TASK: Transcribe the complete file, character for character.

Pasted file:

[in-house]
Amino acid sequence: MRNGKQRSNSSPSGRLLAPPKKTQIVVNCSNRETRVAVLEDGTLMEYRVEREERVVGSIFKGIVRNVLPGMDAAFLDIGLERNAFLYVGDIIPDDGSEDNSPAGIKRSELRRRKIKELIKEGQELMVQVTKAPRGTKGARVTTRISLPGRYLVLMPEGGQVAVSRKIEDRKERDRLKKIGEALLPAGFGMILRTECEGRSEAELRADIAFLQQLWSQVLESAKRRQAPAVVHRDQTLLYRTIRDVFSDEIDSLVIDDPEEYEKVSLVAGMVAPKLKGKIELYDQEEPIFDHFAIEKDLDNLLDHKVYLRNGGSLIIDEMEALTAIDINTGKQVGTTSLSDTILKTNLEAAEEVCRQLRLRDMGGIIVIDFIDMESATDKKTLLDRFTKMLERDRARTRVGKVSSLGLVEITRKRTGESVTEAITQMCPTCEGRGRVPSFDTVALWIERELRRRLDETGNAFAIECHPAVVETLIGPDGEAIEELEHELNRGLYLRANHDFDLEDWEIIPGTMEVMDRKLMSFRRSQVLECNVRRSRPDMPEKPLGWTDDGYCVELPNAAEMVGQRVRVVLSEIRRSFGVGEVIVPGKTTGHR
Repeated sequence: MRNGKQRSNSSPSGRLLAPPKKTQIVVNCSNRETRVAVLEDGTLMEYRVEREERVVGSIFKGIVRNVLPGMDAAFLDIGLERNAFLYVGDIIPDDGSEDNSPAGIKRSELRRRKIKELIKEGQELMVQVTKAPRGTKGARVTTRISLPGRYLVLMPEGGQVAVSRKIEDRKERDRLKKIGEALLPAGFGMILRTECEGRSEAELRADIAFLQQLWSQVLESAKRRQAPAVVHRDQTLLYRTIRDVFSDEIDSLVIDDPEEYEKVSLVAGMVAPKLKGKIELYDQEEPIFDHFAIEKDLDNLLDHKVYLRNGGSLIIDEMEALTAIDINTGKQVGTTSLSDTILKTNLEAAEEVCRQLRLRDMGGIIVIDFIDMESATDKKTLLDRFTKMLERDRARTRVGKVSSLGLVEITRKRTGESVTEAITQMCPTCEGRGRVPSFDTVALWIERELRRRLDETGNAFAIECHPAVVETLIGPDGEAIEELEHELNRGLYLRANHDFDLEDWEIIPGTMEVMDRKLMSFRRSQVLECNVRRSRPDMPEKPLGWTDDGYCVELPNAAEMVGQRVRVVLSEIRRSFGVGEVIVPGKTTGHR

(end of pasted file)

[in-house]
Amino acid sequence: MRNGKQRSNSSPSGRLLAPPKKTQIVVNCSNRETRVAVLEDGTLMEYRVEREERVVGSIFKGIVRNVLPGMDAAFLDIGLERNAFLYVGDIIPDDGSEDNSPAGIKRSELRRRKIKELIKEGQELMVQVTKAPRGTKGARVTTRISLPGRYLVLMPEGGQVAVSRKIEDRKERDRLKKIGEALLPAGFGMILRTECEGRSEAELRADIAFLQQLWSQVLESAKRRQAPAVVHRDQTLLYRTIRDVFSDEIDSLVIDDPEEYEKVSLVAGMVAPKLKGKIELYDQEEPIFDHFAIEKDLDNLLDHKVYLRNGGSLIIDEMEALTAIDINTGKQVGTTSLSDTILKTNLEAAEEVCRQLRLRDMGGIIVIDFIDMESATDKKTLLDRFTKMLERDRARTRVGKVSSLGLVEITRKRTGESVTEAITQMCPTCEGRGRVPSFDTVALWIERELRRRLDETGNAFAIECHPAVVETLIGPDGEAIEELEHELNRGLYLRANHDFDLEDWEIIPGTMEVMDRKLMSFRRSQVLECNVRRSRPDMPEKPLGWTDDGYCVELPNAAEMVGQRVRVVLSEIRRSFGVGEVIVPGKTTGHR
Repeated sequence: MRNGKQRSNSSPSGRLLAPPKKTQIVVNCSNRETRVAVLEDGTLMEYRVEREERVVGSIFKGIVRNVLPGMDAAFLDIGLERNAFLYVGDIIPDDGSEDNSPAGIKRSELRRRKIKELIKEGQELMVQVTKAPRGTKGARVTTRISLPGRYLVLMPEGGQVAVSRKIEDRKERDRLKKIGEALLPAGFGMILRTECEGRSEAELRADIAFLQQLWSQVLESAKRRQAPAVVHRDQTLLYRTIRDVFSDEIDSLVIDDPEEYEKVSLVAGMVAPKLKGKIELYDQEEPIFDHFAIEKDLDNLLDHKVYLRNGGSLIIDEMEALTAIDINTGKQVGTTSLSDTILKTNLEAAEEVCRQLRLRDMGGIIVIDFIDMESATDKKTLLDRFTKMLERDRARTRVGKVSSLGLVEITRKRTGESVTEAITQMCPTCEGRGRVPSFDTVALWIERELRRRLDETGNAFAIECHPAVVETLIGPDGEAIEELEHELNRGLYLRANHDFDLEDWEIIPGTMEVMDRKLMSFRRSQVLECNVRRSRPDMPEKPLGWTDDGYCVELPNAAEMVGQRVRVVLSEIRRSFGVGEVIVPGKTTGHR